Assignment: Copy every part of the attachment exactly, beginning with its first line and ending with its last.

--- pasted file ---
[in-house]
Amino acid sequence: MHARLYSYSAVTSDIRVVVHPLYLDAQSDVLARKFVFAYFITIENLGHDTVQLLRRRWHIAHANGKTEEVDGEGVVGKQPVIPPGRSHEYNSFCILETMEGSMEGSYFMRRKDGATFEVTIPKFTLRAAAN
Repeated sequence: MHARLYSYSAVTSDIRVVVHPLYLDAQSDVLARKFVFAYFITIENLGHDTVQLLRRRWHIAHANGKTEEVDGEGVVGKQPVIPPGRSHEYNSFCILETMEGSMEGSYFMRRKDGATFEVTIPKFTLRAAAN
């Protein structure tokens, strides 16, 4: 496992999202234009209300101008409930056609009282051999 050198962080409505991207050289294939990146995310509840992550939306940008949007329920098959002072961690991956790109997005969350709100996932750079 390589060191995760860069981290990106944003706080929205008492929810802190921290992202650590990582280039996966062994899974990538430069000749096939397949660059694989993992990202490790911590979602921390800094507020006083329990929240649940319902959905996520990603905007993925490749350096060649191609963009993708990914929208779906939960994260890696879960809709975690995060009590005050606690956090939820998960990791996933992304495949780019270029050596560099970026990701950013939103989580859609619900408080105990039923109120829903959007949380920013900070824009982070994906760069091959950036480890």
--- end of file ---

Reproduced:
[in-house]
Amino acid sequence: MHARLYSYSAVTSDIRVVVHPLYLDAQSDVLARKFVFAYFITIENLGHDTVQLLRRRWHIAHANGKTEEVDGEGVVGKQPVIPPGRSHEYNSFCILETMEGSMEGSYFMRRKDGATFEVTIPKFTLRAAAN
Repeated sequence: MHARLYSYSAVTSDIRVVVHPLYLDAQSDVLARKFVFAYFITIENLGHDTVQLLRRRWHIAHANGKTEEVDGEGVVGKQPVIPPGRSHEYNSFCILETMEGSMEGSYFMRRKDGATFEVTIPKFTLRAAAN
């Protein structure tokens, strides 16, 4: 496992999202234009209300101008409930056609009282051999 050198962080409505991207050289294939990146995310509840992550939306940008949007329920098959002072961690991956790109997005969350709100996932750079 390589060191995760860069981290990106944003706080929205008492929810802190921290992202650590990582280039996966062994899974990538430069000749096939397949660059694989993992990202490790911590979602921390800094507020006083329990929240649940319902959905996520990603905007993925490749350096060649191609963009993708990914929208779906939960994260890696879960809709975690995060009590005050606690956090939820998960990791996933992304495949780019270029050596560099970026990701950013939103989580859609619900408080105990039923109120829903959007949380920013900070824009982070994906760069091959950036480890």